Another session that I really enjoyed was Andrew Downie’s presentation titled The Graphics Divide – When the alt Attribute does not Suffice. I’m frequently asked in workshops as to what is best practice when using alternative text, and Andrew illustrated the point well using popular landmarks and providing relevant text descriptions. The key takeaway from his talk is that it’s relatively easy to use alternative text for WCAG compliance, but that doesn’t mean it’s accessible.

Greg Alchin on the podiumA presenter I always enjoy is Greg Alchin, and he did a great job in discussing the importance of ePub. In a PDF-obsessed world, Greg made the point well that there are a lot of tools and readers available to make the most of the ePub format which is essentially web pages compiled into a document format. While there’s still no WYSIWYG editor that works well for the ePub format and this was a point acknowledged as a current restriction, it’s encouraging to hear that there are plans for it to be included in the Office suite in the future which will go a long way to addressing this issue. Greg’s presentation is available on YouTube.

On the second day I featured in a second presentation hosted by Sean Murphy from Cisco Systems whereby we discussed the accessibility implications of Artificial Intelligence and the Internet of Things. When Sean invited me to join him, he said it’d be great to structure it like a fireside chat, so we had an agreement whereby he would bring the questions, and I would bring the fire. As such, I had my laptop next to me playing a YouTube video of ‘HD fireplace with crackle’ while we discussed the implications. Sean made several great points about how the quality of data will heavily determine the effectiveness of our AI perceptions and how issues such as security still have a long way to go. I also talked about my Curtin research as it related to the IoT needs of students in tertiary education.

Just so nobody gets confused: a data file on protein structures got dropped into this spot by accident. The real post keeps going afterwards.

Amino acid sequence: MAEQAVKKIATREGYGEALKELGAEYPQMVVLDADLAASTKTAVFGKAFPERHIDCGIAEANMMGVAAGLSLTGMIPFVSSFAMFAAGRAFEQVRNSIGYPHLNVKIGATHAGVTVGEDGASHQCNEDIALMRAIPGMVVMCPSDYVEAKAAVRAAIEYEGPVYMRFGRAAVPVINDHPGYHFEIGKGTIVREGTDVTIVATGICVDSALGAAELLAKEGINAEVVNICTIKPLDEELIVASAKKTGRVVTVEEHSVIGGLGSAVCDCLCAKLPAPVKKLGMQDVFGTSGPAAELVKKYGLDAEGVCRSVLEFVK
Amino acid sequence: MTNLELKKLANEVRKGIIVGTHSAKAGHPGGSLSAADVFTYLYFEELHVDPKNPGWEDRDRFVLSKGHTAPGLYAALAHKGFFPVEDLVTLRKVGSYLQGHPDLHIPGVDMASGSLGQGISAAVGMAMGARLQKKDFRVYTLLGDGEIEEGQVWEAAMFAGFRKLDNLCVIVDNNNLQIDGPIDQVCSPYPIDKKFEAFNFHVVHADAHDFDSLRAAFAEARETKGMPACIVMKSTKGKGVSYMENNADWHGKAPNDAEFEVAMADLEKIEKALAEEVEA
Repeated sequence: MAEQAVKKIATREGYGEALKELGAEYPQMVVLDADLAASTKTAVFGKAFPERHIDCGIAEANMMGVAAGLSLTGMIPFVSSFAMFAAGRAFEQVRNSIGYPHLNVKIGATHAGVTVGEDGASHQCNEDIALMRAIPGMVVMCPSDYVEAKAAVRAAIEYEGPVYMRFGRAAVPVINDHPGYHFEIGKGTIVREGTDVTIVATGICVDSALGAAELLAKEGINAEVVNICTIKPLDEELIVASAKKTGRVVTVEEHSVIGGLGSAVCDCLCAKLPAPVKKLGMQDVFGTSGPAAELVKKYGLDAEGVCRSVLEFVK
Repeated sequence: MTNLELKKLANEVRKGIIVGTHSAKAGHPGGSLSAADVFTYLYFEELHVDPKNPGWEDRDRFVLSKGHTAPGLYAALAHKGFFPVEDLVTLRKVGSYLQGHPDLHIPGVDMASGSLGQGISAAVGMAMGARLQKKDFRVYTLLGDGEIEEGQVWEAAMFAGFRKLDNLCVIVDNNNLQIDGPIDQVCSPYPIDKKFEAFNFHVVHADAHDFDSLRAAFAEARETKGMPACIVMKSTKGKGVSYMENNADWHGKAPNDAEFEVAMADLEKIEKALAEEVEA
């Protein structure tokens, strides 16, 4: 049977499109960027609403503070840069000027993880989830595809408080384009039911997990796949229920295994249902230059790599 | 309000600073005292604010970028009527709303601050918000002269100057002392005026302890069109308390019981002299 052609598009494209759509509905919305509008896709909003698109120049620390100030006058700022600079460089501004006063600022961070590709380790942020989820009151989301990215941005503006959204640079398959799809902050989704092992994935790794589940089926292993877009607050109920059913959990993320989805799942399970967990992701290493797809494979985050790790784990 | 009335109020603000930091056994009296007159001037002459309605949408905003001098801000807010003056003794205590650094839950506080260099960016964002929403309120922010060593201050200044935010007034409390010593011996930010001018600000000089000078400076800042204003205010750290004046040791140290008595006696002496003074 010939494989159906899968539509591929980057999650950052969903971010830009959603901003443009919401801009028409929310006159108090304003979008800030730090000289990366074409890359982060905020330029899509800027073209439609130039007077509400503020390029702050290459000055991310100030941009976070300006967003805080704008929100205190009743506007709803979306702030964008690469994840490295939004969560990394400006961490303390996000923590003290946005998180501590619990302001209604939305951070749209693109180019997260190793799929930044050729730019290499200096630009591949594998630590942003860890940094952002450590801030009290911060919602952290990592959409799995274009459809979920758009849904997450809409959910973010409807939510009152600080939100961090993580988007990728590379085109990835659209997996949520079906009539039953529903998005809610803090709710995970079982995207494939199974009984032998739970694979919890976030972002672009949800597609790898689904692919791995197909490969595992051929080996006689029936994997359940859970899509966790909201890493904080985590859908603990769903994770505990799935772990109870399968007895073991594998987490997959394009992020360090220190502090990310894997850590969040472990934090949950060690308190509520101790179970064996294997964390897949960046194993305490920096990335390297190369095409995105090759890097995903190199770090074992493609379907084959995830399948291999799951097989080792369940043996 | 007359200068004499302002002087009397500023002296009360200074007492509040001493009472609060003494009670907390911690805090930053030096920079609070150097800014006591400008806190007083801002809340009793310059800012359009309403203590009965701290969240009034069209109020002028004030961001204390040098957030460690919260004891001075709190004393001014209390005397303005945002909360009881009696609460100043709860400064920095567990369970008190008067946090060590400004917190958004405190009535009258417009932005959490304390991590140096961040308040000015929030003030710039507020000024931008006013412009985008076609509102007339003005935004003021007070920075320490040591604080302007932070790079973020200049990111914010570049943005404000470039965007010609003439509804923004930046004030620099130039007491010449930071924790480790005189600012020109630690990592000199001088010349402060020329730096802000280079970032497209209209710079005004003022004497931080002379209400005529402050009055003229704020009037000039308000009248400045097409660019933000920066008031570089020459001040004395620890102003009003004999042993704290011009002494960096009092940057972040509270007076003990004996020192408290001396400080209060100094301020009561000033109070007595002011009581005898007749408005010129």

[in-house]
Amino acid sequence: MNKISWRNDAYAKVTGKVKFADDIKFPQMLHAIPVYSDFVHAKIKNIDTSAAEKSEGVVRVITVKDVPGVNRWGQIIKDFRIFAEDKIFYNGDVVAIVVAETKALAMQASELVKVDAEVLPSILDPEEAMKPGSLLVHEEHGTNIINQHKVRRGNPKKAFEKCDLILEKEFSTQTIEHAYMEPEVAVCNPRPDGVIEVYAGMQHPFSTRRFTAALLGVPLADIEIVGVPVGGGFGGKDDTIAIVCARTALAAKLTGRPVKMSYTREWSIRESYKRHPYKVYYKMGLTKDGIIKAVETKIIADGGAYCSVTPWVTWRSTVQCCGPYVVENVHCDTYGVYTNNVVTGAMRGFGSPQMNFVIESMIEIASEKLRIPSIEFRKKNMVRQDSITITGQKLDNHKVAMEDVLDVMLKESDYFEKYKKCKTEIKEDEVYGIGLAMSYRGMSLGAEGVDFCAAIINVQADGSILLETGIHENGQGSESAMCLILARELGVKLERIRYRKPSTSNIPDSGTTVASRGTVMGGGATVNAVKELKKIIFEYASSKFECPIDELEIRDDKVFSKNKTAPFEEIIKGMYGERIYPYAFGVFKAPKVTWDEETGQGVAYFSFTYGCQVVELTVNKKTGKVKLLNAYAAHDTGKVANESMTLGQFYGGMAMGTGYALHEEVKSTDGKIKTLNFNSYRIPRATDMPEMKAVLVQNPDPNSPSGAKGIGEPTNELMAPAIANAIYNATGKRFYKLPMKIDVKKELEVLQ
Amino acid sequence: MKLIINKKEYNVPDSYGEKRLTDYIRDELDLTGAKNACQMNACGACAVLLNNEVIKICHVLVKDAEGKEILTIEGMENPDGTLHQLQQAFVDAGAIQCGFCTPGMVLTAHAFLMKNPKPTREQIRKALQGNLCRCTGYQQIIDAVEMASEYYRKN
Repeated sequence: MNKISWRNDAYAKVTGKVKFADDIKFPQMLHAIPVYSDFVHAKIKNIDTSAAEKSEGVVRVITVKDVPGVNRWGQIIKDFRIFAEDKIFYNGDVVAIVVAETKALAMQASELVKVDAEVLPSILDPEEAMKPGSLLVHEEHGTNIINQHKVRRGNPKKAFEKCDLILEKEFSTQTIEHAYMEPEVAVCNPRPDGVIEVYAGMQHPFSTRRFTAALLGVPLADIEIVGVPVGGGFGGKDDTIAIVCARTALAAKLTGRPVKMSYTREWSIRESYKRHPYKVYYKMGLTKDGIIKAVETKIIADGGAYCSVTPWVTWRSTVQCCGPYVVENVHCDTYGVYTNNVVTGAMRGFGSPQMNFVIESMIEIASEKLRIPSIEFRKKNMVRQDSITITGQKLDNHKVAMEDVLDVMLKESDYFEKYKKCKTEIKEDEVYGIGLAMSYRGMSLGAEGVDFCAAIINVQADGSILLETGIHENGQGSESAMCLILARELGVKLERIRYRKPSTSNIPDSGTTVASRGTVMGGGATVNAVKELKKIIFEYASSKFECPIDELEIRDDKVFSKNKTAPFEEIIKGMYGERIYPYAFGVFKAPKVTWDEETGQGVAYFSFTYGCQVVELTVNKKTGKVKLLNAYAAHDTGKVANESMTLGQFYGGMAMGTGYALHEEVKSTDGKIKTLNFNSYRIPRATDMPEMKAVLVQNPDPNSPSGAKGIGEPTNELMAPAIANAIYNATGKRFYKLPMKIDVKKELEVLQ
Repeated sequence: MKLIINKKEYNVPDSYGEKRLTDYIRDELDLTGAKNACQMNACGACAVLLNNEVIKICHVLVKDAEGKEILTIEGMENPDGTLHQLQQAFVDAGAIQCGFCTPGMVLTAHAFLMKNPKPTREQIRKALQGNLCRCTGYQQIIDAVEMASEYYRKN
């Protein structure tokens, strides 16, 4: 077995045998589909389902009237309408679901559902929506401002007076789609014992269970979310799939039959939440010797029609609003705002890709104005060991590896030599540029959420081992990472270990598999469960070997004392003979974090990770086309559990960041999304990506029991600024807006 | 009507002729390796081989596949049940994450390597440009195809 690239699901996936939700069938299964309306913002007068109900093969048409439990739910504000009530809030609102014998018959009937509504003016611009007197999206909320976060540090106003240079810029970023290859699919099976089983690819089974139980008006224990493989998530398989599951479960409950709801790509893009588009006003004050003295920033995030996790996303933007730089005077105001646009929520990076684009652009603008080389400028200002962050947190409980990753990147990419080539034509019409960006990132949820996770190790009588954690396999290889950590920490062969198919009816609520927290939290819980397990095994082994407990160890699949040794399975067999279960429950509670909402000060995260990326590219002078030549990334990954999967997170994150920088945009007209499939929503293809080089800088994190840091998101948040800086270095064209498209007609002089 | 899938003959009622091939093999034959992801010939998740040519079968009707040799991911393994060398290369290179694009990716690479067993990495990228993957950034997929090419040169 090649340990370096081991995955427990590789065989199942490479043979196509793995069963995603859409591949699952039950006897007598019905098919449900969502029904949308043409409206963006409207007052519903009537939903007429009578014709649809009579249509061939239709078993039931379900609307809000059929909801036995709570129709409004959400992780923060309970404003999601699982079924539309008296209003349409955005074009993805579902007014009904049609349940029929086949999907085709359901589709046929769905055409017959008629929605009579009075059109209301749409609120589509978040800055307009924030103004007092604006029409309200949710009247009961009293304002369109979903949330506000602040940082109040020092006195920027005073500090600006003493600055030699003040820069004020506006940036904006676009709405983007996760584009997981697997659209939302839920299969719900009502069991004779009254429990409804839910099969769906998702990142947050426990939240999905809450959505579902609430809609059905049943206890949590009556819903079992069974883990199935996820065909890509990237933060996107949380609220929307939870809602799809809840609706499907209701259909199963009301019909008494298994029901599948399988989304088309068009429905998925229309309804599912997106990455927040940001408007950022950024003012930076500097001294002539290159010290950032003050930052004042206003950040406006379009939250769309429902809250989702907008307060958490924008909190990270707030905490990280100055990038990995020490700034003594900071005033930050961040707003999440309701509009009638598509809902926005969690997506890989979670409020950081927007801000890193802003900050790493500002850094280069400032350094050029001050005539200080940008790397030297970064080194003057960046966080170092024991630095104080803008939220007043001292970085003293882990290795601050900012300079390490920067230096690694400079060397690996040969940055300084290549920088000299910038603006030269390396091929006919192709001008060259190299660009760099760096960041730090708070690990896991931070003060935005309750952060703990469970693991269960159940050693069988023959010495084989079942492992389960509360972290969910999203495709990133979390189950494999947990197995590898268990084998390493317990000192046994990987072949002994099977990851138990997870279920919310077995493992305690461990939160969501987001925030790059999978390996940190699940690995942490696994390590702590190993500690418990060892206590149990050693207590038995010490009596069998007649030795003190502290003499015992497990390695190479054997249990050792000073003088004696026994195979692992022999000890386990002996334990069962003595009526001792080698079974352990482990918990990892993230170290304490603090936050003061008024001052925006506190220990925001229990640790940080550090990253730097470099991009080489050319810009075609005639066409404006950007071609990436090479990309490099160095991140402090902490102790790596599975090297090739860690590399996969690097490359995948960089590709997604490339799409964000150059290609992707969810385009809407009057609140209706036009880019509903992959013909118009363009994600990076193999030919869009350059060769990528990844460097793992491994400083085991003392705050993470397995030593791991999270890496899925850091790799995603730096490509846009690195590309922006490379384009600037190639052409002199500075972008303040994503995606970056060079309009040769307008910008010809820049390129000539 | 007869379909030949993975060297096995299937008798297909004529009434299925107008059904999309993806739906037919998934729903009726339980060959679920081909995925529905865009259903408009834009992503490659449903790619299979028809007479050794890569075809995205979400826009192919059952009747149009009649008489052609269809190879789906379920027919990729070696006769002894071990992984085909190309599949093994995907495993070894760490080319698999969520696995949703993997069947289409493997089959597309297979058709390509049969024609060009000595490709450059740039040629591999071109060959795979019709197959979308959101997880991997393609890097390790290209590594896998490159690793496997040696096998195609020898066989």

The last presentation that really had an impact on me was Making Chatbots Accessible by Ross Mullen. Until this presentation I had always assumed that chat boxes were largely a no-go zone for accessibility, but Ross explained that if an effort is made then both conversational support and accessibility can be achieved.

In addition to the presentations it was also great to catch up with lots of familiar faces at the breaks and conference dinners. I also really enjoyed making new friends and meeting many of the Alumni from the Professional Certificate in Web Accessibility course.

Special thanks to the OZeWAI committee for putting on such a great conference. If you were unable to get to OZeWAI, you and watch all the session recordings which are now available on YouTube.

This post has been cross-posted with the permission of the author, Dr Scott Hollier, Digital Access Specialist, Author and Lecturer. The original posting of this article is available via Scott’s consultancy website.

Images have been reproduced from the OZeWAI twitter account.

The Big 5 US Higher Ed Publishers are Going All-In on Accessibility

AHG conference logo with conference details listed underneath the image of a mountain

I had the pleasure of organizing a session at the 21st Accessing Higher Ground conference in Denver in mid-November—a conference that is attended by a lot of folks from Disability Services Offices (DSOs) from across the US—to help those folks realize how much the big higher education publishers are doing to make their resources accessible, with a focus on accessible EPUBs.